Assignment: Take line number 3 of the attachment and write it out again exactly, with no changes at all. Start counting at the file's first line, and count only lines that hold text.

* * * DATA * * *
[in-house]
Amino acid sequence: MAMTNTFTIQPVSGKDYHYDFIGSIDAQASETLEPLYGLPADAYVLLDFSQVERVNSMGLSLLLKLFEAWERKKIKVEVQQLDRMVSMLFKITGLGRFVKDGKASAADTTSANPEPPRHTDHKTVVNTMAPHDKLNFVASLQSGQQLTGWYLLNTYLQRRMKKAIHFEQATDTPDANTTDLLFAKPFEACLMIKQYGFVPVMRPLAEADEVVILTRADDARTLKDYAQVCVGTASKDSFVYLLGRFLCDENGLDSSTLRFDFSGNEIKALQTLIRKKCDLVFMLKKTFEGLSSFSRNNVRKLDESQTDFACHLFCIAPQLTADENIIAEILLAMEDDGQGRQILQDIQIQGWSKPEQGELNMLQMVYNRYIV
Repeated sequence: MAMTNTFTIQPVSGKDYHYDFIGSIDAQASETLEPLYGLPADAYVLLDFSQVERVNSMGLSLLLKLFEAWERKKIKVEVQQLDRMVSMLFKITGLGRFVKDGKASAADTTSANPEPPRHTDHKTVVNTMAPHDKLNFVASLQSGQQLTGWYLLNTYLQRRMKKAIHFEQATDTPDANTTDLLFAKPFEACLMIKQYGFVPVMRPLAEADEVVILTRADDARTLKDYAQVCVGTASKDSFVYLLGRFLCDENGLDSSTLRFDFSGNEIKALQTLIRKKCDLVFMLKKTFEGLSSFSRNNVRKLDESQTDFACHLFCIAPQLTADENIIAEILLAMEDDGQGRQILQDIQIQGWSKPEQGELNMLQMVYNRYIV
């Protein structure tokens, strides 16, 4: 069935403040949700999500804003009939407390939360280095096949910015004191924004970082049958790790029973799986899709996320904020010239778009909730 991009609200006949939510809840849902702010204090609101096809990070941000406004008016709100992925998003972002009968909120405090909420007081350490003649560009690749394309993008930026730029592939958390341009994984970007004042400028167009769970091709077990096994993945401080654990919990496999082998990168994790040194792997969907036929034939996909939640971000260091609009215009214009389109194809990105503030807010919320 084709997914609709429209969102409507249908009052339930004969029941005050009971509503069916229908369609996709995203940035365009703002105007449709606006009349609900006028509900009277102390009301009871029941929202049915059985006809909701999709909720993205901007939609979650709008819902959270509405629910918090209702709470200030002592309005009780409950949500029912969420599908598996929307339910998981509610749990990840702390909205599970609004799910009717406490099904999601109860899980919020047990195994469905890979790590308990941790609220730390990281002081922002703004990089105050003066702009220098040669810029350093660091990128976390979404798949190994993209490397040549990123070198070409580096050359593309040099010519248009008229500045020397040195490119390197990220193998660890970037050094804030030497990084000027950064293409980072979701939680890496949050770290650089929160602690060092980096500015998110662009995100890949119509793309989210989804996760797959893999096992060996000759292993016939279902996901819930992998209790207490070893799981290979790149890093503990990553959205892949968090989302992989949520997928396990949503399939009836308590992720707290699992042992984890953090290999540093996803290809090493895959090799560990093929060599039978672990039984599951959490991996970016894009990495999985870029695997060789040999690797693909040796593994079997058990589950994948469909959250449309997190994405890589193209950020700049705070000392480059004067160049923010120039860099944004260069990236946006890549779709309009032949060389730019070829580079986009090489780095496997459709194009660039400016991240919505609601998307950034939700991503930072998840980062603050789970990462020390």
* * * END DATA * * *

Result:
Repeated sequence: MAMTNTFTIQPVSGKDYHYDFIGSIDAQASETLEPLYGLPADAYVLLDFSQVERVNSMGLSLLLKLFEAWERKKIKVEVQQLDRMVSMLFKITGLGRFVKDGKASAADTTSANPEPPRHTDHKTVVNTMAPHDKLNFVASLQSGQQLTGWYLLNTYLQRRMKKAIHFEQATDTPDANTTDLLFAKPFEACLMIKQYGFVPVMRPLAEADEVVILTRADDARTLKDYAQVCVGTASKDSFVYLLGRFLCDENGLDSSTLRFDFSGNEIKALQTLIRKKCDLVFMLKKTFEGLSSFSRNNVRKLDESQTDFACHLFCIAPQLTADENIIAEILLAMEDDGQGRQILQDIQIQGWSKPEQGELNMLQMVYNRYIV